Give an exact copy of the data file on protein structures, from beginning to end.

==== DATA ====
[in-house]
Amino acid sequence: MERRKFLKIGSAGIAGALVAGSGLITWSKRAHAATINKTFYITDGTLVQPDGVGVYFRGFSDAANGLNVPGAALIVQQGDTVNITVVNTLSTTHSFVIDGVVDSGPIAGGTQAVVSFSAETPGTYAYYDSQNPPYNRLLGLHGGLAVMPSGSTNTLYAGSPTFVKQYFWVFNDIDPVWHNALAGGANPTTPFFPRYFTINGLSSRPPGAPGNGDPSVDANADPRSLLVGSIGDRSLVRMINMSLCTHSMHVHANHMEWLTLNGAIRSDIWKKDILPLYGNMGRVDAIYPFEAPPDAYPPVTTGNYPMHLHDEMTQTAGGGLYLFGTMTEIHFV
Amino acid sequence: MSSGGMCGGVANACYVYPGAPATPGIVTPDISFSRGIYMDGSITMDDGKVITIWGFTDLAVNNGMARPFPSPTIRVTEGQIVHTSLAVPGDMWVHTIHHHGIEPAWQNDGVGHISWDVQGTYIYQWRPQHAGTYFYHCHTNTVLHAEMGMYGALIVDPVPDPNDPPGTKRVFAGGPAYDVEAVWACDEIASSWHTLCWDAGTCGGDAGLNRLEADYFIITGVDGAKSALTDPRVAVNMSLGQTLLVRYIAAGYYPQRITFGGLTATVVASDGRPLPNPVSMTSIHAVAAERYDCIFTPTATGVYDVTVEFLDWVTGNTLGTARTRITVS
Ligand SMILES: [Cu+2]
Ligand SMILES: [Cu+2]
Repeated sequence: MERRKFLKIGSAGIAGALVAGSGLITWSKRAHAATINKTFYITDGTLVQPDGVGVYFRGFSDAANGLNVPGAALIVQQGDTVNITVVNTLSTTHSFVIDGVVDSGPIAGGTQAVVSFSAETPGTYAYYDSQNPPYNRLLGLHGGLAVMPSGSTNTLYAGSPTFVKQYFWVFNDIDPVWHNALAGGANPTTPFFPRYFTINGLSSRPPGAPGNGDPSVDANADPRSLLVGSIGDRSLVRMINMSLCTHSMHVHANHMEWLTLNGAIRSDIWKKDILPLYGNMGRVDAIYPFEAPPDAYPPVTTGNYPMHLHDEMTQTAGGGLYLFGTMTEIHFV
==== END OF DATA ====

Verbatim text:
[in-house]
Amino acid sequence: MERRKFLKIGSAGIAGALVAGSGLITWSKRAHAATINKTFYITDGTLVQPDGVGVYFRGFSDAANGLNVPGAALIVQQGDTVNITVVNTLSTTHSFVIDGVVDSGPIAGGTQAVVSFSAETPGTYAYYDSQNPPYNRLLGLHGGLAVMPSGSTNTLYAGSPTFVKQYFWVFNDIDPVWHNALAGGANPTTPFFPRYFTINGLSSRPPGAPGNGDPSVDANADPRSLLVGSIGDRSLVRMINMSLCTHSMHVHANHMEWLTLNGAIRSDIWKKDILPLYGNMGRVDAIYPFEAPPDAYPPVTTGNYPMHLHDEMTQTAGGGLYLFGTMTEIHFV
Amino acid sequence: MSSGGMCGGVANACYVYPGAPATPGIVTPDISFSRGIYMDGSITMDDGKVITIWGFTDLAVNNGMARPFPSPTIRVTEGQIVHTSLAVPGDMWVHTIHHHGIEPAWQNDGVGHISWDVQGTYIYQWRPQHAGTYFYHCHTNTVLHAEMGMYGALIVDPVPDPNDPPGTKRVFAGGPAYDVEAVWACDEIASSWHTLCWDAGTCGGDAGLNRLEADYFIITGVDGAKSALTDPRVAVNMSLGQTLLVRYIAAGYYPQRITFGGLTATVVASDGRPLPNPVSMTSIHAVAAERYDCIFTPTATGVYDVTVEFLDWVTGNTLGTARTRITVS
Ligand SMILES: [Cu+2]
Ligand SMILES: [Cu+2]
Repeated sequence: MERRKFLKIGSAGIAGALVAGSGLITWSKRAHAATINKTFYITDGTLVQPDGVGVYFRGFSDAANGLNVPGAALIVQQGDTVNITVVNTLSTTHSFVIDGVVDSGPIAGGTQAVVSFSAETPGTYAYYDSQNPPYNRLLGLHGGLAVMPSGSTNTLYAGSPTFVKQYFWVFNDIDPVWHNALAGGANPTTPFFPRYFTINGLSSRPPGAPGNGDPSVDANADPRSLLVGSIGDRSLVRMINMSLCTHSMHVHANHMEWLTLNGAIRSDIWKKDILPLYGNMGRVDAIYPFEAPPDAYPPVTTGNYPMHLHDEMTQTAGGGLYLFGTMTEIHFV